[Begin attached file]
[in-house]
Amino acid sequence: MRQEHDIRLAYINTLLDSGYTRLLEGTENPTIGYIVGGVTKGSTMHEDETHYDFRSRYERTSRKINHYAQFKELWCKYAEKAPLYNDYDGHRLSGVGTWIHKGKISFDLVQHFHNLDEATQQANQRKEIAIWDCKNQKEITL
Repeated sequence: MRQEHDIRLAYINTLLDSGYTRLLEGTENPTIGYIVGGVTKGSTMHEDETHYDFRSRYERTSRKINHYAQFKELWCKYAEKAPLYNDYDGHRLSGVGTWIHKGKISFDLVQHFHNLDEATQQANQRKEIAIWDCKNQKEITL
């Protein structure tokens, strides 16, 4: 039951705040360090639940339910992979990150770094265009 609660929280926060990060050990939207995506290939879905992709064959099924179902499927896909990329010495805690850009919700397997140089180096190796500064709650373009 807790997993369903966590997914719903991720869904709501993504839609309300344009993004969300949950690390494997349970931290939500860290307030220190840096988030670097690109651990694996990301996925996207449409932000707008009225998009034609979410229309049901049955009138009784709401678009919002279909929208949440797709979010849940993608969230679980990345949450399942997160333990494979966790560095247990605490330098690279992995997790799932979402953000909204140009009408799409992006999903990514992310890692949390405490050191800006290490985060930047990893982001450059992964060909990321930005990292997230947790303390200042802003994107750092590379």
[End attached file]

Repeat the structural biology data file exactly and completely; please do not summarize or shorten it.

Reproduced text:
[in-house]
Amino acid sequence: MRQEHDIRLAYINTLLDSGYTRLLEGTENPTIGYIVGGVTKGSTMHEDETHYDFRSRYERTSRKINHYAQFKELWCKYAEKAPLYNDYDGHRLSGVGTWIHKGKISFDLVQHFHNLDEATQQANQRKEIAIWDCKNQKEITL
Repeated sequence: MRQEHDIRLAYINTLLDSGYTRLLEGTENPTIGYIVGGVTKGSTMHEDETHYDFRSRYERTSRKINHYAQFKELWCKYAEKAPLYNDYDGHRLSGVGTWIHKGKISFDLVQHFHNLDEATQQANQRKEIAIWDCKNQKEITL
């Protein structure tokens, strides 16, 4: 039951705040360090639940339910992979990150770094265009 609660929280926060990060050990939207995506290939879905992709064959099924179902499927896909990329010495805690850009919700397997140089180096190796500064709650373009 807790997993369903966590997914719903991720869904709501993504839609309300344009993004969300949950690390494997349970931290939500860290307030220190840096988030670097690109651990694996990301996925996207449409932000707008009225998009034609979410229309049901049955009138009784709401678009919002279909929208949440797709979010849940993608969230679980990345949450399942997160333990494979966790560095247990605490330098690279992995997790799932979402953000909204140009009408799409992006999903990514992310890692949390405490050191800006290490985060930047990893982001450059992964060909990321930005990292997230947790303390200042802003994107750092590379």